If you refuse to take a drug or alcohol test, register a BAC over 0.08 or if a drug recognition evaluator determines that you are under the influence, you will face:

  • A 90-day licence suspension
  • Seven-day vehicle impoundment
  • $550 penalty
  • $281 licence reinstatement fee
  • You must attend a mandatory education or treatment program (for second and subsequent occurrences within 10 years)
  • You will be required to use an ignition interlock device for at least six months (for third and subsequent occurrences within 10 years)

Additional penalties if convicted in court

If you are a young or novice driver convicted for violating the zero tolerance requirements for drugs or alcohol, your driver’s licence will be suspended again for at least 30 days and you will receive an additional $60-$500 fine.

No matter what age or licence you have, if you have a criminal conviction of impaired driving in court, you can face additional fines and jail time, plus:

First offence

  • Licence suspension of at least one year
  • You must attend a mandatory education or treatment program
  • Requirement to use an ignition interlock device for at least one year
  • You will need to undergo a mandatory medical evaluation to determine whether you meet the requirements for driving in Ontario

Second offence within 10 years

  • Licence suspension of at least three years
  • You must attend a mandatory education or treatment program
  • Requirement to use an ignition interlock device for at least three years
  • You will need to undergo a mandatory medical evaluation to determine whether you meet the requirements for driving in Ontario

Third or more offence within 10 years

  • Lifetime licence suspension, which may be reduced after 10 years if you meet certain criteria
  • You must attend a mandatory education or treatment program
  • Requirement to use an ignition interlock device for at least six years
  • You will need to undergo a mandatory medical evaluation to determine whether you meet the requirements for driving in Ontario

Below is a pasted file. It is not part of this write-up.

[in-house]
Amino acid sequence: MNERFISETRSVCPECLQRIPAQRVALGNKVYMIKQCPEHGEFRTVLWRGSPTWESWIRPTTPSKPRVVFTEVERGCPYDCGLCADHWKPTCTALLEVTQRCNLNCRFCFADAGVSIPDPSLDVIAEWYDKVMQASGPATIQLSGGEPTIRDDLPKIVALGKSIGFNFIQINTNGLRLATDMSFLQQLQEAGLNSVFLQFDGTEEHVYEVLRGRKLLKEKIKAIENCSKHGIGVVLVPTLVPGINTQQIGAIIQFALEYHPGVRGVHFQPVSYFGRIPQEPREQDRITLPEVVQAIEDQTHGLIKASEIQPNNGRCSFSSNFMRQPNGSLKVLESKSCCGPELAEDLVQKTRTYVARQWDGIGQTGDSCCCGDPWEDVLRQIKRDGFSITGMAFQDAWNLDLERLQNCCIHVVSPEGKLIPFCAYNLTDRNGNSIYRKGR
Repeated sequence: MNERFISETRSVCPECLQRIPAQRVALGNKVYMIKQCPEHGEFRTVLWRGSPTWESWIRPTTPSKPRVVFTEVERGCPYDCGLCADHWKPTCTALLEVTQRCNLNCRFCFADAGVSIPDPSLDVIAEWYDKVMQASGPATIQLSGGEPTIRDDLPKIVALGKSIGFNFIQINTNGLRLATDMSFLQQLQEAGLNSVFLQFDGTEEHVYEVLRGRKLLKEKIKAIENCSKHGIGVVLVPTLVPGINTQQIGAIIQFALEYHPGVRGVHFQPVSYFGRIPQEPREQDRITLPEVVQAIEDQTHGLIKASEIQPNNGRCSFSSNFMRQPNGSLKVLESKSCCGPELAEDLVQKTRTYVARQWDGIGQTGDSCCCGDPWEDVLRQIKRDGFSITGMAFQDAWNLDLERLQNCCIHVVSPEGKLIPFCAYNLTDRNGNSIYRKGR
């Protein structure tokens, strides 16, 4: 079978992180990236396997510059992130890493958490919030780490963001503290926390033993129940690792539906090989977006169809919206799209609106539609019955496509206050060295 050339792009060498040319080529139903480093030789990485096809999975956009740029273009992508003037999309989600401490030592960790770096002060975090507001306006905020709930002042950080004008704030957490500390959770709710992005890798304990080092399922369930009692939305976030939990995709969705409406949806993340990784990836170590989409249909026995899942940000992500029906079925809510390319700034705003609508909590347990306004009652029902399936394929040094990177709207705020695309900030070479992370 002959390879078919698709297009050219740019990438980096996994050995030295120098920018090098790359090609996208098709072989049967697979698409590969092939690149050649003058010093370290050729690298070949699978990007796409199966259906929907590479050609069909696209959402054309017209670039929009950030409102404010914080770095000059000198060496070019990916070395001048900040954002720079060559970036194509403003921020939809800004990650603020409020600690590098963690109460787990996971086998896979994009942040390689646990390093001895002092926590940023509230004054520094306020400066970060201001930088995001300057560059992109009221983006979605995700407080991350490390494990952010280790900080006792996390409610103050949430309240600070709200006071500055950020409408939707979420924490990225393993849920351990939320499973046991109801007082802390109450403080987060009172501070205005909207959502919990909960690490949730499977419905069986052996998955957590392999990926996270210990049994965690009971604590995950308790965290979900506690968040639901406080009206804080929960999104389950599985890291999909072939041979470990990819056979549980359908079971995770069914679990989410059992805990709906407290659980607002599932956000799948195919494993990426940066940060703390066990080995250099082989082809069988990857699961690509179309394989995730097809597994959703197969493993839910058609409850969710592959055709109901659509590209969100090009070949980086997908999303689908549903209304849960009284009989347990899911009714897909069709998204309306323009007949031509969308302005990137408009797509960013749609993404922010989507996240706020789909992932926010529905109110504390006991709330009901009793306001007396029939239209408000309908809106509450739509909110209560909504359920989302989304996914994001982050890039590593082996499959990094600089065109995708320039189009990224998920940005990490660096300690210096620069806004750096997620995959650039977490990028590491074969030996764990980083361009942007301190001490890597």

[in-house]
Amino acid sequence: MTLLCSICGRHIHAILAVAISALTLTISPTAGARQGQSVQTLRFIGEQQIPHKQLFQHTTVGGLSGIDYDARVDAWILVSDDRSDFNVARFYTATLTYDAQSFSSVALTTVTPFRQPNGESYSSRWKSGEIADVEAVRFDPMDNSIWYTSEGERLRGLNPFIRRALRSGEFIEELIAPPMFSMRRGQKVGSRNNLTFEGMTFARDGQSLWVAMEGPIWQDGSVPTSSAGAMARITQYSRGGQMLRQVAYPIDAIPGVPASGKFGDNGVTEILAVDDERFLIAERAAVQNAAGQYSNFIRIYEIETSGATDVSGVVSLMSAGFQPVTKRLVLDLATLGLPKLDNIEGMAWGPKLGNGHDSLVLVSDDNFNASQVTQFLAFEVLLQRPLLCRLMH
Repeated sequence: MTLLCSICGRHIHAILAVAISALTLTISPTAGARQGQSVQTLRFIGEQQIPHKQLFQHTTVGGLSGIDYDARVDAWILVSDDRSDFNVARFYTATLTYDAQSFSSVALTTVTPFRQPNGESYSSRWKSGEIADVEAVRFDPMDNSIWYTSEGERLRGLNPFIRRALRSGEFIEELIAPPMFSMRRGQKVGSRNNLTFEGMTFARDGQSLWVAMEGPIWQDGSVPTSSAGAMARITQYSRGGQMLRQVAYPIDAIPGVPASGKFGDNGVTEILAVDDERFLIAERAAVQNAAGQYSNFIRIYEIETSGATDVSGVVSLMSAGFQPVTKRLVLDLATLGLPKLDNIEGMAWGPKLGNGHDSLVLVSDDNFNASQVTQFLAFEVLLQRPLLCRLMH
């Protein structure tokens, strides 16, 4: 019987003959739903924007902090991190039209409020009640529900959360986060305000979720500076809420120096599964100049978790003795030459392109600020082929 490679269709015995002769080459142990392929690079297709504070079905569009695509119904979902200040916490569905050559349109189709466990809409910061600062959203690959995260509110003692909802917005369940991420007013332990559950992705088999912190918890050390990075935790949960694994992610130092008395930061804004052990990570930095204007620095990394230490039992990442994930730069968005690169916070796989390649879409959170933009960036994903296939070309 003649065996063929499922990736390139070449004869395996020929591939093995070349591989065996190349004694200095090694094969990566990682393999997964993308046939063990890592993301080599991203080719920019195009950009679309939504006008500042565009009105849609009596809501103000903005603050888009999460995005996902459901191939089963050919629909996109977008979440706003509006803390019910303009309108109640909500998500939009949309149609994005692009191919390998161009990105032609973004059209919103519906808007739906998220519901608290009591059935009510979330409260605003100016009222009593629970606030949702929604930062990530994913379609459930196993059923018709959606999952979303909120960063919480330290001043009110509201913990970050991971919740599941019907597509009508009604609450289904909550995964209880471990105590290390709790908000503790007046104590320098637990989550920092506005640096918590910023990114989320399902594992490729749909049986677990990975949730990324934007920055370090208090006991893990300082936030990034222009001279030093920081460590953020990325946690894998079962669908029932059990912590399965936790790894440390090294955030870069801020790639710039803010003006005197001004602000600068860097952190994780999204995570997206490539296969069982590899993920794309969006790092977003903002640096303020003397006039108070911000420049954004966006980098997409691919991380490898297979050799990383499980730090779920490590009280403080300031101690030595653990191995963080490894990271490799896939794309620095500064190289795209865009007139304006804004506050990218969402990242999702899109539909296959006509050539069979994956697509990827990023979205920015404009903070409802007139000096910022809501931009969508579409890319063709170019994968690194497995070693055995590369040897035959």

Will an impaired driving charge raise your car insurance rate?

When auto insurance carriers find out that you have a DUI, they may take it in various ways. The insurance company may cancel your policy when this happens. However, other companies may maintain your coverage, but raise your premium rate. Insurance companies do have the right to refuse to cover claims if you refuse to disclose your DUI. Drivers should look for policies that specialize in covering high-risk drivers, including drivers with a DUI on their record. However, these policies are often premiums with higher monthly or annual rates. Drivers with a DUI can pay up to five times more on their car insurance rate than drivers with a completely clean record. Each DUI will continue to increase auto insurance rates further. 

Will the insurance company ever lower your premium after a DUI?

Fortunately, the penalty for a DUI and car insurance is not always a lifelong situation. You will likely not need to pay the high premium forever if you remedy your driving situation. If you maintain a clean record and avoid filing claims, your insurance premium can decrease yearly. After a few years of maintaining this, you can purchase an auto insurance rate for a normal price. If you have a licence suspension due to a DUI, it will remain on your record for at least six years. 

Should I inform my insurance provider about my DUI?

In a word—yes. “You have an obligation to inform your insurer,” says Derek Tupling, vice-president of government relations and communications for Facility Association. “If you choose not to and your insurer becomes aware of your conviction, they can take action, including refusal to provide coverage or cancelling your policy due to misrepresentation.” Should they cancel your policy due to misrepresentation or non-disclosure (essentially, lying or omitting information), this will be noted on your driving record. The next time that you apply for auto coverage, insurers will see two notations on your file: the DUI and the misrepresentation. This may further complicate your ability to get insurance from a standard provider. So, in essence, don’t lie or try to hide your DUI from your insurer.

DUI and speeding ticket in Ontario

If a police officer pulls you over for speeding or driving recklessly, this can be enough grounds to ask you for a sobriety test. This is especially so if you appear to have slurred speech or if they can smell alcohol or marijuana in the vehicle. This may include a roadside brethalyzer, a field sobriety test or being put under arrest and brought to the police station. This may result in an impaired driving charge or DUI and speeding ticket.

Overall, if you are ever unsure of whether you are capable of driving after a few drinks, don’t take the chance and arrange for another way home. Calling an Uber driver or a reliable (and sober) friend are just some of the possible options!

isure is challenging the mindset that all insurance and insurers are the same. We’re progressing insurance forward instead of simply implementing the same old tactics that have been used for over 50 years! We have your back, advocating for your insurance and ensuring you get the coverage you deserve. If you’ve been charged with a DUI or simply have more questions, contact your isure broker today. For more information on Ontario’s impaired driving laws, visit mto.gov.on.ca.